You know what I never say? Never, ever, say?
I’m a writer.
You know what I’ve been doing long before I started this blog in 2009? What I was doing in college? And in high school? And in elementary school?
I started writing my stories (fiction back then, but very closely inspired by my real life) in Lisa Frank notebooks with one of those pens with all the ink options. You know what I mean? It was one pen and you could click down different ink colors. I loved those.
When my family got it’s first computer, and I found out I could type my stories, I’d do that//dos command and open up Word Perfect and type out my stories until my mom or dad kicked me off to do their work.
In 5th grade we learned the structure for the Five Paragraph Essay. We used different colored pens (black, red, green, and blue) to denote the various parts. I became obsessed with this concept. When my teacher said to limit each paragraph to five sentences, I was totally baffled. BUT I HAVE MORE TO SAY!
In high school I discovered the school newspaper where us students, under the patient but liberal direction of our sponsor, created and wrote all content. I wrote news and feature and opinion.
And in college I wrote for The Cavalier Daily, U.Va.’s student newspaper (the administration didn’t touch us with a 10-foot pole, a good idea give that we were 18-21 year olds running the show), and I learned the fine art of desperation writing. Your last source finally called you back, and you’ve got to pound out 75 lines in 30 minutes because your editor has everyone else’s story done, and you’re holding up the front page layout. Density over verbosity was our motto. Ruthlessly I sliced and diced and cut out words to make my piece fit my editor’s space.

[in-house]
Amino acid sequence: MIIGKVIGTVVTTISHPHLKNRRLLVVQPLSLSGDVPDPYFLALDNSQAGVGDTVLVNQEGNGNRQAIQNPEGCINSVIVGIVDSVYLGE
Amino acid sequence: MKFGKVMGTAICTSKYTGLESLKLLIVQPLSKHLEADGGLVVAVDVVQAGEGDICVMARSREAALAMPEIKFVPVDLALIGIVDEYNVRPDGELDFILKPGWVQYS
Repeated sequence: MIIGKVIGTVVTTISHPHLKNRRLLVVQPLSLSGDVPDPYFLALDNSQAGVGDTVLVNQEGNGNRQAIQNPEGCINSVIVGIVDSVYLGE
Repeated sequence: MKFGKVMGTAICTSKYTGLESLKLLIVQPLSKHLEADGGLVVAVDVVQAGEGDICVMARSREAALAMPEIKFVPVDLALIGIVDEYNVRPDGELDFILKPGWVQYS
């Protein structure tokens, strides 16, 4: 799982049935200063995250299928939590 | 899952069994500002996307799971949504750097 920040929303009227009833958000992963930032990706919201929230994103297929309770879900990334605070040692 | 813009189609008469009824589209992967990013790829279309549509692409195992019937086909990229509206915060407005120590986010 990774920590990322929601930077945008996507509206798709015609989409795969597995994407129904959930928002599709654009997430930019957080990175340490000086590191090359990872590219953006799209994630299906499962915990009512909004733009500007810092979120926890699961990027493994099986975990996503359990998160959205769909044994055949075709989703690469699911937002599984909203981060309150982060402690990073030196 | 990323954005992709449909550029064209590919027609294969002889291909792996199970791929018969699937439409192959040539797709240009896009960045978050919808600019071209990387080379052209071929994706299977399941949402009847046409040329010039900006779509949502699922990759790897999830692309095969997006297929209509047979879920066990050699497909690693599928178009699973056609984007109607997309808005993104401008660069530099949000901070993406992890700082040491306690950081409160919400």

After college and feeling at loose ends, I started this blog. And took on various freelance writing opportunities. And I’ve been developing a book.
And I still haven’t called myself a writer.
I feel like a fake.
Because I’m not a published author? Because I’m not writing online content for Babble? Because you won’t find my byline in Real Simple Magazine?
Back at the Cavalier Daily, after I was a staff writer and senior writer, I became a News Editor. In addition to my editor duties, I also sat at the front desk and I answered our phones.
“Cavalier Daily, News!” I’d say cheerily into the receiver.
“Hi, this is So-And-So from the AP,” a brisk sounding man said. “I need to speak to who is in charge.”
Holding the phone to my ear, I looked around the room. Some of our staffers were actually writing. Others were engaging in our 5271th saltine challenge (how no one ended up choking is beyond me). Yet others were playing Mario Cart. And yet others were in the middle of some sort of argument about the new parfait selection in the Pav.
“Well, that would be me,” I said clearly. “I’m in charge. I’m the editor.”
“How old are you?” said the man from the AP.
“20,” I said. “And I’m the most in charge person here.”
You got to own it. Whatever you do, you got to own it.
Do you paint? Then you’re a painter.
Do you design? Then you’re a designer.
Do you bake? Then you’re a baker.
Do you sew? Then you’re a sewer.
Do you write? Then you’re a writer.